Reina accepts a handkerchief of overly farcial acting from Sergius
Sonja Field as Raina and Christopher Burke as Sergius. Photo credit Shawn May.

So the other day I got my first paid article of 2013 posted on Philly.com’s Art Attack . . . about Quintessence’s production of GBS’ Arms and the Man. So many things came together here, resulting in me picking up Michael Holroyd’s massive, four-volume biography of Shaw.

This article is the first critical one I’ve published in a while—I haven’t been this against a piece I wrote about, probably ever—and the reaction has been exciting. I’ve gotten more comments on this than any other piece not on my own blog, and was even called a “LIAR”—in all caps, just like that.

One thing I actually deserved to get in trouble for on this article was for saying that few companies in Philly are daring, or willing to portray people as the ugly, problematic, aggressive, cruel things they can sometimes be. While I wasn’t “lying” as was suggested, I was maybe a bit incautious here.

A desideratum is something lacked, wanted or needed.

He had money, friends, a constant stream of productive activities, and had even constructed for himself a kind of legacy; the only desideratum of his life was love. We as a culture have money, good intentions, opportunity, and aptitude; the only desideratum of our efforts is understanding.

There are many artists in Philadelphia who produce intriguing experimental work. This is where our strength lies, and I’m glad to see it. I wonder if most people haven’t seen enough down-and-dirty thoughtful classic productions to even understand that something like Arms and the Man misses the point.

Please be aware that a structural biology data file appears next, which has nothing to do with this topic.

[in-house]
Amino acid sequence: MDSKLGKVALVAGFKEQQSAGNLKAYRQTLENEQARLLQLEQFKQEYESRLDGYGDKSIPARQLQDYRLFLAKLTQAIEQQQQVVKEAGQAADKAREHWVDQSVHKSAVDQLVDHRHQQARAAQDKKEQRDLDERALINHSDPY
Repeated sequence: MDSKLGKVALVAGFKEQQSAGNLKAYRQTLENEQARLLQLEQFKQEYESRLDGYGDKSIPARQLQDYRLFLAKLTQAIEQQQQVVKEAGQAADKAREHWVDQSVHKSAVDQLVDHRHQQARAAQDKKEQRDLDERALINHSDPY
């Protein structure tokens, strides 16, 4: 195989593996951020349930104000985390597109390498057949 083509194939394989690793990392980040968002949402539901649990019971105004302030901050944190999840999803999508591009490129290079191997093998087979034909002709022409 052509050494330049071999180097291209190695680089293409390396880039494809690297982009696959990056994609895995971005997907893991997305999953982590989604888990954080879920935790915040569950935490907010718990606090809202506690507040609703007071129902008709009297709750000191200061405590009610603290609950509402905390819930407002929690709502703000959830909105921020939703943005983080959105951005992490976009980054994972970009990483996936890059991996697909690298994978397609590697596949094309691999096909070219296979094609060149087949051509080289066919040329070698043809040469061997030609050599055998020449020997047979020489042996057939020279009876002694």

I wonder, too, if our theatergoers expect to leave the theater with thoughts, arguments, and even outcries.

Reconditeadj: 1. not easily understood, abtruse
2. hidden, concealed, little known

One recondite statement in his article made the whole thing ambiguous. She enjoyed reading the blog about recondite words, so much so that she told all of her friends to read it.

I certainly don’t want to suggest that any classic production should tether itself to the author or even the author’s intentions; Shaw says in his prefaces to BTM (I don’t have the exact quote at the moment) that the author’s interpretation of the work is not always the truest or most useful one. Any production company must put their own spin on a piece, sometimes even making it unrecognizable from its original appearance. An uncareful reading of my article might conclude that I disagree.

Conga line, anyone?
The BWay SBoro Boys – jazz hands!

What I take issue with is the improper use of a text. If you use a scissors to hammer a nail in you risk stabbing yourself in the head; similarly, producing The Laramie Project as a rollicking comedy would be disastrous. If you’re going make Arms and the Man a farce you had better have a really good reason to do so, beside selling more tickets.

Odd twistings of purpose can be of use. The recent Broadway show The Scottsboro Boys, about a group of black men in 1931 who are accused of a gang rape they did not commit, uses blackface, minstrel shows, and reductive, stereotypical portraits of blacks in order to explore the racism which is an inescapable part of our history.

But I am decidedly against any twisting which reduces a work and discourages thoughtfulness. It is particularly dangerous to do this with a revolutionary artist.

Ad hominem is another latinate phrase; it refers to an argument which is made not against an idea but against the person who presents or represents it. In other words, every political debate you’ve ever seen by actual politicians is a brilliant and numbingly ignorant example of ad hominem argumentation.

They don't have the same glamour as their BWay counterparts . . .
The ‘storical SBoro Boys. They’re being advised by their lawyer here . . . who will eventually get some of them out of jail
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